William Thornhill grows up in poverty in London, takes to petty crime and then gets a chance to become a waterman, a good way of earning honest money but then is thrown back into poverty again when his sponsor dies. He then resorts to crime again and is sentenced to death but that sentence is commuted to transporation.
From this start, the reader is on his side as he battles to support himself and his family. He is in the midst of a society which values property way above human life.
It was in the telling of the story of Thornhill and his wife trying to build something up in Australia that I realised with a shock that I was rooting for him even though as the story progresses this is at the expense of the indigenous people. He isn't a bad man but there are some among the settlers who see things as more give and take but he can't quite succeed in doing that as his own desire to have some land and something of his own comes before anything else and indigenous people are of no account to him.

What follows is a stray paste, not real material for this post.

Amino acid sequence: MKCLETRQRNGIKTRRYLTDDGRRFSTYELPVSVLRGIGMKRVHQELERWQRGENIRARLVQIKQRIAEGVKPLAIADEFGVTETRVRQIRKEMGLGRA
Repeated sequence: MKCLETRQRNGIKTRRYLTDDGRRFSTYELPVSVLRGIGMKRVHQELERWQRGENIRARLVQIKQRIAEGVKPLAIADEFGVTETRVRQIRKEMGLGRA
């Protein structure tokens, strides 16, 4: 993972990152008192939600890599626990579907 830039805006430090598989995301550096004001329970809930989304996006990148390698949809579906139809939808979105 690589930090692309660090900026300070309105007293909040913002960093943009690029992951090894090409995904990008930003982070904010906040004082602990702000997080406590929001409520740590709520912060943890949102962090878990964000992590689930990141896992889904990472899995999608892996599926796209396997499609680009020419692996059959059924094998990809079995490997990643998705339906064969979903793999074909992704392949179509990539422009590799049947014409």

I think this ambivalent feeling comes from the writing which is even-handed, unemotional and non-judgmental which is why it came as such a shock.
Thornhill is a vivid character, other characters, even including his wife, less so, and everything is tending towards the moment when Thornhill has to make a choice.
There are some very beautiful descriptions of the landscape, making it sound in some ways like a latterday Garden of Eden, but dangerous.
It did start to drag for me about a third of the way through. I did find it an interesting read but it did make me feel uncomfortable because I found myself questioning whose "side" I should be on. I think for such a calm style of writing to achieve that effect is worthy of praise but I have only given it three stars as I felt it dragged and the only well-drawn protagonist was Thornhill himself.